Foreign Policy Blogs

Yemen’s Presidential Elections, the Proof is in the Pudding

A couple of weeks shy of the scheduled presidential elections, Vice-President Abdu Rabbo Mansour Hadi announced in an official ceremony that he would run for president, adding that he hoped Yemenis would entrust him with the responsibility of running the affairs of the state.

On Tuesday, Yemenis across the country woke up to find that a number of posters advocating their electoral participation had been hung throughout their towns and villages, reminding them of their democratic, constitutional and civic duties. But since VP Hadi is the only candidate running for president, and no matter how few people decide to show up to cast their vote the veteran politician will still be pronounced the winner, many Yemenis are wondering whether the whole thing is a farce and if they should indulge in such a travesty of the democratic system.

From Sana’a to Aden, the eastern shore of the Red Sea to the leafy hills of Hadramaut, Yemenis from all faiths and political denominations are asking the same question: “What does this have to do with us?”

Flash Back

At the beginning of it all, when Yemenis decided during the ousting of Egyptian President Husni Mubarak to rise against their own dictator, President Ali Abdullah Saleh, they wanted to bring about real democracy, turning their country into a civil state where justice, freedom and equality would be revered notions, not just ink on paper. But as Saleh held on to his presidential seat and as blood started flowing through the streets of Sana’a, the capital and Taiz, a flash point of the Revolution, foreign nations scrambled to save Yemen from the precipice, too aware of its strategic importance within the region.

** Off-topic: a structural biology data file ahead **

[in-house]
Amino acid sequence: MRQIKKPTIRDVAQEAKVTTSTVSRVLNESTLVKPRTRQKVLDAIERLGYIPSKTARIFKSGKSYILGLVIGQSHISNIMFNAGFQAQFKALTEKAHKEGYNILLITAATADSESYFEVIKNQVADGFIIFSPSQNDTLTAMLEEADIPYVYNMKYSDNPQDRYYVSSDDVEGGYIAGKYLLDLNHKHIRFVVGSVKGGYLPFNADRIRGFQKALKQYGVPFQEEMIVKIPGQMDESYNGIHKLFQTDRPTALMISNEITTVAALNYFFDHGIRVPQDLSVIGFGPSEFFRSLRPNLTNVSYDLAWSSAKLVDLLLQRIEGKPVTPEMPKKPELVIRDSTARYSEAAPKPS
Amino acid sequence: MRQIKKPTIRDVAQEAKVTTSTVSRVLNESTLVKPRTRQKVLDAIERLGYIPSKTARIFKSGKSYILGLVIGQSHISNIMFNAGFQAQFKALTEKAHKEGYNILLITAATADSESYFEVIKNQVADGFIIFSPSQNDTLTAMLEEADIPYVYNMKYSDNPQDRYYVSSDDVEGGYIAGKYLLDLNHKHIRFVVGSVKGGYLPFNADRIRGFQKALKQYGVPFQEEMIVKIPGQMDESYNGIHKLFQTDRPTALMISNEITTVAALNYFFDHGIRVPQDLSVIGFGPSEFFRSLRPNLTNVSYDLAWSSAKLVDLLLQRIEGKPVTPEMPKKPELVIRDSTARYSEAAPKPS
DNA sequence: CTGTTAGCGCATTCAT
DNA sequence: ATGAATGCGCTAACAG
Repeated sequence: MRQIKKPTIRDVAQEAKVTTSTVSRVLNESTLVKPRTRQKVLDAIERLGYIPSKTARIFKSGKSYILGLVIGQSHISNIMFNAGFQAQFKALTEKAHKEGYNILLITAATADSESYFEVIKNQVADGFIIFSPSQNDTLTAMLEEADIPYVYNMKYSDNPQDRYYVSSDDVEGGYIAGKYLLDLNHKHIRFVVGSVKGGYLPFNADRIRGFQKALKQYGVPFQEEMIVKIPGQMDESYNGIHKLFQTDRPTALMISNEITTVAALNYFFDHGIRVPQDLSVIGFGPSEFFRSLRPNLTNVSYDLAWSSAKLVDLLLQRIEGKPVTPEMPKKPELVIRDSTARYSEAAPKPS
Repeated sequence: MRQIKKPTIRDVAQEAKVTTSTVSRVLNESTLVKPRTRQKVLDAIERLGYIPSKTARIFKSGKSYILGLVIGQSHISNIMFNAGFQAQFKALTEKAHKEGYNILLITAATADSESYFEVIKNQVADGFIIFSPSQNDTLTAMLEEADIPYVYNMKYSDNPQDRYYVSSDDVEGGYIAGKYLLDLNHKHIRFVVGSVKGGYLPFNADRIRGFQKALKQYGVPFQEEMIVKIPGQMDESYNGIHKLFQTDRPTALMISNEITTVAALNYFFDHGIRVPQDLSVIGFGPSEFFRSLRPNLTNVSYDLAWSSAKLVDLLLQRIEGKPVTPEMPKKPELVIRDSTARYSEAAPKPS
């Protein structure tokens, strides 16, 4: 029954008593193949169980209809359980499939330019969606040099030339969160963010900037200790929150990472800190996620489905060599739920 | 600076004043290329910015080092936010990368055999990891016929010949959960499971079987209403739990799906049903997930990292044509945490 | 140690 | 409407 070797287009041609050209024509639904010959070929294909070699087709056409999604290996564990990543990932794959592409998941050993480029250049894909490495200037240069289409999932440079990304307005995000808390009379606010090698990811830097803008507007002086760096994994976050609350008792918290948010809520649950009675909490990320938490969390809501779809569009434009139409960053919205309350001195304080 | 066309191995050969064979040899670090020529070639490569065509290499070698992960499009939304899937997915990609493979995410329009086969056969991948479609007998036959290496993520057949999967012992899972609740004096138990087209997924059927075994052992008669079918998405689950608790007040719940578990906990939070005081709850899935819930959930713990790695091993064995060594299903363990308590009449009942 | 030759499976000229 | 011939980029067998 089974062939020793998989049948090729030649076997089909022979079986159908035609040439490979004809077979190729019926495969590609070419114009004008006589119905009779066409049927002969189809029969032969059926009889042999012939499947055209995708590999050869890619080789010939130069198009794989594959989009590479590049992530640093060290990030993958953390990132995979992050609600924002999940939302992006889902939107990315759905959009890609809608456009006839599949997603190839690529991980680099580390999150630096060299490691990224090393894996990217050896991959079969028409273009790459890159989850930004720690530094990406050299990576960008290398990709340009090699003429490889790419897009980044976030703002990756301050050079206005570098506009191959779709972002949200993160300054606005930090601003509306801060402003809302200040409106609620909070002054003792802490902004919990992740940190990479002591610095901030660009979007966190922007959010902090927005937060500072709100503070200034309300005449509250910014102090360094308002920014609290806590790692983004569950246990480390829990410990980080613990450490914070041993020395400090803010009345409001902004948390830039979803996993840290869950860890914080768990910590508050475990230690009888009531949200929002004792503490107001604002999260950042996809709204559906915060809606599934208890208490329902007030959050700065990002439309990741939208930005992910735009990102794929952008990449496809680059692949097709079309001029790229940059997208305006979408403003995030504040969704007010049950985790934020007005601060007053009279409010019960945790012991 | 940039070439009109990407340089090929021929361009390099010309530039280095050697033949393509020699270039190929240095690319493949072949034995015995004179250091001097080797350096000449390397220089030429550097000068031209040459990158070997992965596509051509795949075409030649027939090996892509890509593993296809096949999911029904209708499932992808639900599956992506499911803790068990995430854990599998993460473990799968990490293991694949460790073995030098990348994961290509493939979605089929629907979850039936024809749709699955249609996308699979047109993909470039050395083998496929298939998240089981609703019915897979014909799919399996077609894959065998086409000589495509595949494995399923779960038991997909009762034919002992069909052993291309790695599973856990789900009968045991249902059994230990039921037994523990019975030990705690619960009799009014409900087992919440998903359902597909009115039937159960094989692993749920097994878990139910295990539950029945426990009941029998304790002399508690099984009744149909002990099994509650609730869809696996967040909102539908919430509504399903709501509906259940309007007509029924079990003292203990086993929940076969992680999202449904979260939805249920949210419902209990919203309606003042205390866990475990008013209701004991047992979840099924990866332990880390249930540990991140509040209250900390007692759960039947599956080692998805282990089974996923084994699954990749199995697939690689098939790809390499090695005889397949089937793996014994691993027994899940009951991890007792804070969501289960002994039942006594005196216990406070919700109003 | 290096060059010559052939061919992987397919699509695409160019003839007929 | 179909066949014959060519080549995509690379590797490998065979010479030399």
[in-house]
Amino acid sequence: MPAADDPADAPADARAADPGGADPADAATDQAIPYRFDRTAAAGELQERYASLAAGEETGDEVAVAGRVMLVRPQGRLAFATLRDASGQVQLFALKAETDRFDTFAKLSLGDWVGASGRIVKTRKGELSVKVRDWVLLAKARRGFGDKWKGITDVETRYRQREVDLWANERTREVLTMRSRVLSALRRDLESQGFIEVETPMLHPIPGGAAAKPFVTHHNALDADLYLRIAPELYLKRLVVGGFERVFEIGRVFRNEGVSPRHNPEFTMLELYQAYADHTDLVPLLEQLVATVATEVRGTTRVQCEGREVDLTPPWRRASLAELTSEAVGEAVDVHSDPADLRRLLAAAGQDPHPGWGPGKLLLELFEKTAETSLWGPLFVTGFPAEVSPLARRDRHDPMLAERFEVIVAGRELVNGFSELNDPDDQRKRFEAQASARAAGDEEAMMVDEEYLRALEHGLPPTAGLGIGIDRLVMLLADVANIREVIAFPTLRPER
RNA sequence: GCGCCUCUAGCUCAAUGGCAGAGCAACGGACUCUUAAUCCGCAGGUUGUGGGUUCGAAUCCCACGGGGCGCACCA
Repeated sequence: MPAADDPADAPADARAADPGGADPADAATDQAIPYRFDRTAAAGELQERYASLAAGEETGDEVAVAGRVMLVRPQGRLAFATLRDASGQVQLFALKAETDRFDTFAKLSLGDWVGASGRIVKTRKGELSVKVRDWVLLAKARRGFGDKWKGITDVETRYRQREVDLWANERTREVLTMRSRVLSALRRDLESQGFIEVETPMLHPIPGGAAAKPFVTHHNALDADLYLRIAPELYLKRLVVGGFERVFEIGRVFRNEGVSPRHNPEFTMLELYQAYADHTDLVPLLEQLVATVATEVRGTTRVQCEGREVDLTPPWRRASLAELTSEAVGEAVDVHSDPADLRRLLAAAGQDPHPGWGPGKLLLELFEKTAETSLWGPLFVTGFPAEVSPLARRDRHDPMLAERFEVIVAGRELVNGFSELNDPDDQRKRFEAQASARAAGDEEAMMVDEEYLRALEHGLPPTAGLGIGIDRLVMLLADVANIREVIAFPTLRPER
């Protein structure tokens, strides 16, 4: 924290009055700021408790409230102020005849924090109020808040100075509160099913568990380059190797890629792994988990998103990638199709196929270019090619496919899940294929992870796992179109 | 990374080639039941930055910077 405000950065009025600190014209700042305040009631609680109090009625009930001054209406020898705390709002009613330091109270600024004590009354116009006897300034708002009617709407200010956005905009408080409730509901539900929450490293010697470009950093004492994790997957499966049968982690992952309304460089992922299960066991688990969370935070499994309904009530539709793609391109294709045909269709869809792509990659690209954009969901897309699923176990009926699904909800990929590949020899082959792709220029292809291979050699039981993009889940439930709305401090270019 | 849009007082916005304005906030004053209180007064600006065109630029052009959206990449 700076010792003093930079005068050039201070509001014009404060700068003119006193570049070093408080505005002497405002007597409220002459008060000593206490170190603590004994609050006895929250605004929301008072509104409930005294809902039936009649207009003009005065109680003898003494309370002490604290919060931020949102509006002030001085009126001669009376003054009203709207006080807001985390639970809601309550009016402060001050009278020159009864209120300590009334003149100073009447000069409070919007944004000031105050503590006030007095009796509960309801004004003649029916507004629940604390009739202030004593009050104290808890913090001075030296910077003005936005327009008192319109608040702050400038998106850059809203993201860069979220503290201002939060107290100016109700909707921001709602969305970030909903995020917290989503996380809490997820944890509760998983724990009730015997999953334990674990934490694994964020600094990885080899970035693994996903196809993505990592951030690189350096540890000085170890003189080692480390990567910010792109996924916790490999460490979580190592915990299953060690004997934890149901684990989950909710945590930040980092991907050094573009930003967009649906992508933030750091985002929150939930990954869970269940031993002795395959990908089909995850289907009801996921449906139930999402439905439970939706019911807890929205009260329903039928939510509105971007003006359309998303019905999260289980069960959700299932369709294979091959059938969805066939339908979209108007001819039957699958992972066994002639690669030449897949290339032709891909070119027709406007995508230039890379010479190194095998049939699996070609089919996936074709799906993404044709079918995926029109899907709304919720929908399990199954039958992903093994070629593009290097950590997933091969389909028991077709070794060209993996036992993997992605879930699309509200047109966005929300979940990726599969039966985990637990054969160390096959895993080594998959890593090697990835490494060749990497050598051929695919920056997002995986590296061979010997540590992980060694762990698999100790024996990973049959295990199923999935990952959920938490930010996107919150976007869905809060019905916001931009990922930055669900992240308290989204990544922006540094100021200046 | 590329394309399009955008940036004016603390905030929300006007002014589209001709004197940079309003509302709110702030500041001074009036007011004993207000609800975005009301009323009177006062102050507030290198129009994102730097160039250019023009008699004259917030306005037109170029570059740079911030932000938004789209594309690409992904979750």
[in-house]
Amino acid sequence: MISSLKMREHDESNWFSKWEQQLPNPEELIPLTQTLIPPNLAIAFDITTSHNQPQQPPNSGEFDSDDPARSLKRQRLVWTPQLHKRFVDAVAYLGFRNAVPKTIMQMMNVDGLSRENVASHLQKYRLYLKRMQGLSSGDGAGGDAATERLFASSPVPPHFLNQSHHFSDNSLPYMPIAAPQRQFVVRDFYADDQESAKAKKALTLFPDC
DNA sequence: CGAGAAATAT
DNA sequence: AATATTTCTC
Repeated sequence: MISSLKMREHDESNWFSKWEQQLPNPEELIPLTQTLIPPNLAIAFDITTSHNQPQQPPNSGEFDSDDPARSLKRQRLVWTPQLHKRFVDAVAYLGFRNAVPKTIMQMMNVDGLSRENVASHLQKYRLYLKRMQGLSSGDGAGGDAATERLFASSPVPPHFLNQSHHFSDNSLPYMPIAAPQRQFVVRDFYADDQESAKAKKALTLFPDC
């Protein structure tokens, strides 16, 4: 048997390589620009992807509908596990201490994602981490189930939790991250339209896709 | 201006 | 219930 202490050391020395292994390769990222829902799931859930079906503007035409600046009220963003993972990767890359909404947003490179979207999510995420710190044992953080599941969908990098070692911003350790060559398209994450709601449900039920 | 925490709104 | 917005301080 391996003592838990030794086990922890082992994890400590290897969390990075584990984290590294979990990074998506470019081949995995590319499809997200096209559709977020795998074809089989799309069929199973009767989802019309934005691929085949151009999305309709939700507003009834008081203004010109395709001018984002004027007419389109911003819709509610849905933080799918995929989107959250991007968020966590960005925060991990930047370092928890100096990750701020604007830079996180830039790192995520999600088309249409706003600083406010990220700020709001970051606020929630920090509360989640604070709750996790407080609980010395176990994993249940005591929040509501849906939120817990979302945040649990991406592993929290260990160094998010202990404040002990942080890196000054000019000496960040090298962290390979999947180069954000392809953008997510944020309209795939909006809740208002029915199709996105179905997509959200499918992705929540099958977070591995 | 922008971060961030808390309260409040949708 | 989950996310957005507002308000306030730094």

From that moment on, revolutionaries were put aside, ignored by the politicians, as diplomats and high ranking statesmen worked at finding a solution to the conundrum that had become Yemen. In between its many overlapping conflicts, widespread poverty and the threat of terror groups looming in the shadows, Yemen is unlike any other land. Very much like President Saleh put it himself, ruling over Yemen equates to “dancing over the heads of snakes”. But for one who truly understands the essence of Yemen, there is an order to the apparent chaos.

The GCC proposal that enunciated the terms of the power-transfer and its mechanisms never actually took into account the will of the people, but rather it was tailored around Saleh’s will, ensuring him an honorable exit with the promise of immunity. In other words, the fate of Yemen’s presidency was sealed by a group of technocrats and politicians, while the good people of Yemen were completely put on the back burner for it was “better this way.”

Democracy

VP Hadi, who is a member of the ruling party, was chosen by both the General People’s Congress and the Opposition as the candidate of the coalition, ensuring that no other contender would enter the presidential race.

And if even Western diplomats have argued that the move was intended to preserve the country’s unity and avoid a bitter battle for power from the various political factions, Yemenis saw no sense in it. Revolutionaries actually contested the legitimacy of the power-transfer deal from the very second it was inked in Riyadh, the Saudi capital, warning that they would continue to fight until Yemen power players would acknowledge their demands.